Amazon is putting Alexa in everything, from clocks to microwaves - TechCentral

Amazon is putting Alexa in everything, from clocks to microwaves has unveiled its vision for smart homes powered by the Alexa voice assistant, with a dizzying array of new gadgets and features for almost every room in the house — from a microwave oven to a security camera and wall clock.

The Seattle Internet giant is pushing Alexa more deeply into customers’ lives, hoping to popularise technology that has yet to go mainstream and connecting people more to Amazon’s universe of things to buy. CEO Jeff Bezos sees voice as the next interface linking people and machines, like a mouse on PCs and touchscreens on smartphones.

The US$50 hockey puck-shaped Dot is one of Amazon’s best-selling devices, and with 70% better sound it’s going after audiophiles on Sonos’s turf. Amazon also introduced a sub-woofer to go along with existing Echo products as well as a pair of amplifiers that work like audio control centers for the home.

The Echo speaker, with the Alexa voice assistant, debuted in 2014 and has maintained a lead over tech competitors Google and Apple, which have scrambled to catch up. About two-thirds of smart speaker users in the US will use an Amazon Echo this year, compared to less than 30% who will use a Google Home, according to EMarketer.

Amazon also made improvements to the Echo Show speaker, adding a bigger screen and better sound, qualities that will help it stack up to Google’s high-end device.

Alexa is also busting out of the Echo speakers’ curved plastic casing — and will now respond directly to commands on a new $60 AmazonBasics-branded microwave oven. For users who may be flummoxed by proper cook times on regular microwaves, now consumers can simply say “defrost peas” or “cook a baked potato” without having to figure out how long that will take.

Also new is the Alexa Guard, a home security product that can detect breaking glass as well as smoke or carbon dioxide and send an alert to your phone. The Echo Wall Clock means you won’t have to worry about the switch to daylight savings time again, Limp said.

Echo Auto

Amazon is also going out to the garage with the Echo Auto, a $50 device that will bring Alexa capabilities to cars, accessing car speaker systems via Bluetooth and using the driver’s smartphone to connect to the cloud. Features include voice commands such as asking “Alexa, where is the nearest Starbucks?” or requesting directions via voice command. Those with a dash-mounted smartphone can see the directions displayed as well as hear verbal directions, similar to GPS devices.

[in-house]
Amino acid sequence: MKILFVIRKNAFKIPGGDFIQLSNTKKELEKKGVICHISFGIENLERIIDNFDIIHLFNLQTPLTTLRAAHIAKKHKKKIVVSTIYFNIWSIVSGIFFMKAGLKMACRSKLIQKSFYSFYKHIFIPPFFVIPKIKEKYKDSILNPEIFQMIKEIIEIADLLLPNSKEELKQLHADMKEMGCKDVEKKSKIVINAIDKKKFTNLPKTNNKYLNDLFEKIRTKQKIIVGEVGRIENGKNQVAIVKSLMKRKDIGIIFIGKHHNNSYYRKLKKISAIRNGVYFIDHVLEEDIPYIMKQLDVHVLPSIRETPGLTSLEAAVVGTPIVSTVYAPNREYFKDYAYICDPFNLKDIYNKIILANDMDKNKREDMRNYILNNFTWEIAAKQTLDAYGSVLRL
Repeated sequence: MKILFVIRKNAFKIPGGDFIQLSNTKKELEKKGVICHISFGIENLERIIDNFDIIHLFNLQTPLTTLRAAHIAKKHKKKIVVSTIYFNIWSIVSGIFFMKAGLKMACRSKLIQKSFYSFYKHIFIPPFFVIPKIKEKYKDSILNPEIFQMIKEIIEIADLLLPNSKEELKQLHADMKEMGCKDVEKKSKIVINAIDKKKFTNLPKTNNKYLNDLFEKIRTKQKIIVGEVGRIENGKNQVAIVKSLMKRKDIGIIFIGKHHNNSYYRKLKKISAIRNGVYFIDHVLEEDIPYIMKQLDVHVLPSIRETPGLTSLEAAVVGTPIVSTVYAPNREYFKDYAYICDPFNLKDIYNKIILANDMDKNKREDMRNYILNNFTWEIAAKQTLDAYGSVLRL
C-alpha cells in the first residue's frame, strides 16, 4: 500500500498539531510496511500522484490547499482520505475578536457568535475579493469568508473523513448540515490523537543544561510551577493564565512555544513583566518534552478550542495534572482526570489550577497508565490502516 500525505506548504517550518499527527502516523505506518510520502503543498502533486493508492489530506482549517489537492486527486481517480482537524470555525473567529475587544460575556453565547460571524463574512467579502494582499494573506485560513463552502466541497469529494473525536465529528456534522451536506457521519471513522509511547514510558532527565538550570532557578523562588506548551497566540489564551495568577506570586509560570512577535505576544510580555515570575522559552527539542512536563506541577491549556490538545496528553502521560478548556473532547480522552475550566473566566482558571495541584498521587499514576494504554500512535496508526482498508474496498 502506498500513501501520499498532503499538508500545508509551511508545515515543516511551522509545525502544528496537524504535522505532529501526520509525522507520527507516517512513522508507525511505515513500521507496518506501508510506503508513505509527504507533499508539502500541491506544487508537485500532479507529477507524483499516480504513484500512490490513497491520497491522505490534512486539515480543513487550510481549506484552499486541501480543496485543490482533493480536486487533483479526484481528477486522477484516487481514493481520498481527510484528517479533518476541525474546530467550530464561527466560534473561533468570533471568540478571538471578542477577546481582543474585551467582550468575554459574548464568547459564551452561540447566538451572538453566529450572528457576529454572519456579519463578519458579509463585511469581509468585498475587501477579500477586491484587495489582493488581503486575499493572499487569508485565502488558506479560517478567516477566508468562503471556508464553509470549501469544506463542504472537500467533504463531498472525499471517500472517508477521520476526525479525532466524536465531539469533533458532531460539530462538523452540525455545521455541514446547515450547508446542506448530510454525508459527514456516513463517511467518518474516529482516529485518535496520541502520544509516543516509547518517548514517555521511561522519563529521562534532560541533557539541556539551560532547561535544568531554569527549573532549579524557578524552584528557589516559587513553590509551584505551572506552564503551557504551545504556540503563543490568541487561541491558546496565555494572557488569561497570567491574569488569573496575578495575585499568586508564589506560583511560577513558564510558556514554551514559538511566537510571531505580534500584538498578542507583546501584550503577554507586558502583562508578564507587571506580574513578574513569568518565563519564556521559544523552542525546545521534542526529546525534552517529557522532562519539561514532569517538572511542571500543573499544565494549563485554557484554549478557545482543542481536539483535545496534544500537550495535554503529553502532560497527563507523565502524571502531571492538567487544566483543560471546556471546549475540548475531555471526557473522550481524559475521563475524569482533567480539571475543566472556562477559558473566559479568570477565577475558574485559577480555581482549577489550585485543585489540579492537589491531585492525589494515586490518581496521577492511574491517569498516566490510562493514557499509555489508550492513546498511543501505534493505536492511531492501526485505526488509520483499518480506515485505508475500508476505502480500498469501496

Global spending on smart-home devices such as speakers, thermostats and lights will hit $96-billion this year thanks to new gadgets from companies like Amazon, Google, ADT and Samsung Electronics, and falling prices, according to Strategy Analytics. About 40% of the spending will be in North America, Amazon’s primary market.

Amazon’s Alexa is the smart speaker to beat

Digital assistants are not used much for shopping, but they have gone mainstream. More than 70% of US consumers use voice-activated technology on a daily basis. Getting GPS directions and weather forecasts are among the most popular requests, according to a survey released on Wednesday by AppDynamics.

Still, the market for voice-activated speakers pales in comparison to smartphones, where most people interact, according to Strategy Analytics. The market researcher says about 12 million smart speakers like the Amazon Echo shipped in the April to June period. In the same time frame, 341 million smartphones sold worldwide. The most prevalent Internet-connected device remains the smartphone, and it will stay that way for some time.

But Amazon is trying to shorten that gap. It’s using artificial intelligence to make Alexa smarter. A new feature called Alexa Hunches will analyse patterns and alert you when things change. For example, if you say, “Alexa, good night,” it will say, “You left the porch light on. Should it be turned off?”  — Reported by Spencer Soper, with assistance from Mark Gurman and Shira Ovide, (c) 2018 Bloomberg LP

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